ON NOT SEEING A PLACE THROUGH ROSE-TINTED GLASSES:
We wake to grey skies releasing an endless flurry of snow.
Our first stop this morning is Schönbrunn Palace. We wonder around the white-blanketed grounds, giddy with that childish excitement that only the first snow of the season can produce.
It’s a long time before we pay too much attention to the cold that comes with it, but eventually our fingers are numb in the tips of our gloves, and the grey slush seeps cold into our boots. We become aware that we’re shivering. I also become aware that the cold is shrinking my bladder and making me need to pee. I scout out a toilet sign, under one of the side entrances to the palace gardens.
At the bottom of the steps, in a kind of underground cavern, I pay my 50c to the elderly woman at the desk. These toilets, at least, are well kept, with plenty of toilet roll and a comforting lack of urine splashes on the floor and seat. And after the cold of outside, it’s a relief to sit down in the relative warmth, if only for a moment. As I leave, the woman is hunched troll-like over a mound of dull gold coins, muttering to herself as she divides them into stacks.
We walk back to the U-Bahn, down photogenic streets. A crow stalks the ledges like something primeval as melting snow hurls itself at us from the roof. As I dodge a discarded condom on the pavement, I can’t help but wonder at the people who would be brave enough to do their business outside in these freezing winter temperatures. We make our way to Stephansplatz, via the station that smells vaguely of stomach acid and churned eggs.
The air is still biting at our cheeks when we emerge from the station, so we file into the cathedral in a column of cold and bedraggled tourists. Mass is underway, so everyone is bundled at the back by the entrance. Occasional words of scripture float back to us along the nave, words made incomprehensible by the echoing distance even if they hadn’t been in German.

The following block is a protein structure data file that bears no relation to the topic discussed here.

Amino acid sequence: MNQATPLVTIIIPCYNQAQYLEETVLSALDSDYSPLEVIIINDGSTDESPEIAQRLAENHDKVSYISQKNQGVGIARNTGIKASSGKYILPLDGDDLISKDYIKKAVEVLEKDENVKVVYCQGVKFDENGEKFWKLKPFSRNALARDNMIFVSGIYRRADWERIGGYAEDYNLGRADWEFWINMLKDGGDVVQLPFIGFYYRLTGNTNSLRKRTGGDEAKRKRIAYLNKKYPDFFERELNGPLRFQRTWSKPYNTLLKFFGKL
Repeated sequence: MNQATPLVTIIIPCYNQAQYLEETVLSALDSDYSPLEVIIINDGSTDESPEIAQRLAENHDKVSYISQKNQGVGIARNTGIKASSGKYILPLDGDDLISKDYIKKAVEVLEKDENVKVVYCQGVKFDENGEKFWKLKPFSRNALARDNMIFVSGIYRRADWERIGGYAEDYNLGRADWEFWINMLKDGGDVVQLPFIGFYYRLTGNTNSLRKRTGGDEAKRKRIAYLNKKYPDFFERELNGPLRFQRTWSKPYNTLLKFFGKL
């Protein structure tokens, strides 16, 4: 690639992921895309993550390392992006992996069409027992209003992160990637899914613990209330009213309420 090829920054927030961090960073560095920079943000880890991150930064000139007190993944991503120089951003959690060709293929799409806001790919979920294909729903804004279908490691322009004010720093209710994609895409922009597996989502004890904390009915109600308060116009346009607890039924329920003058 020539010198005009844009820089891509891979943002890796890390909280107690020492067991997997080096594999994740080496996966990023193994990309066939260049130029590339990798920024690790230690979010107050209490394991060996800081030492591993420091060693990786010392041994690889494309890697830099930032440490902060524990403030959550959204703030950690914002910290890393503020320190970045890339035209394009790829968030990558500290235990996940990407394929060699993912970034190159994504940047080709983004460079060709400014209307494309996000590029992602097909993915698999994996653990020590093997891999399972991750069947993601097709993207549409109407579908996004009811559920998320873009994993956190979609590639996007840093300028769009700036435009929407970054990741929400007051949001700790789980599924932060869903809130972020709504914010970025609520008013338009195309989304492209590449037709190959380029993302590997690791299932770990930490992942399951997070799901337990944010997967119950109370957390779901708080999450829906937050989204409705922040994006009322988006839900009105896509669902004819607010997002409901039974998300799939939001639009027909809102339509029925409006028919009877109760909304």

I’m standing at the gate that separates the main nave from the back of the cathedral: the serious worshippers from the huddled tourists. Beside me, a row of tea lights flickers with people’s prayers. From here, the cathedral has a lofty symmetry, an intricate beauty of the kind that for me defines so many elegant places of worship on the continent. I’m thinking that if I could just move a foot or so to my right, I could squeeze my camera through the metal bars and take a photo along the central line of the nave, capture that sense of balance and height – but there’s a woman standing there. I suppose in some way I see her as claiming the view for herself, because isn’t that what any stance is? Claiming a point from which to view the world?
I decide to wait the woman out. I’m good at waiting. Waiting is just a case of finding something in a scene to occupy yourself, so that the act of waiting becomes an act of observation and making emotional connections – so it becomes active rather than passive.
The woman stands there, and I wait, and the woman stands there some more.
I’m not sure exactly when or how it happens, but while we’re both standing there, I become aware that the relationship between us has changed. We’re no longer competitors for the same photographable view. Instead, we’re watching side by side. Up in the choir, a woman sings the Angus Dei in a sad slanting voice that carried right to the back of the cathedral, right to us. The woman beside me pulls out a tissue and wipes her nose, then her eyes.
Eventually the service ends. The worshippers disband. The woman melts away into the crowd, and I explore the rest of the cathedral.
On the way out, I light a candle – not because of any religious urge, but because I feel like this moment was in its own way a sort of prayer, and the candle is my acknowledgement of that.
As I stand my candle in the tray of sand, a woman lights a candle next to me, smiling and posing for her husband, fingers in a peace sign as he snaps a photo on his phone.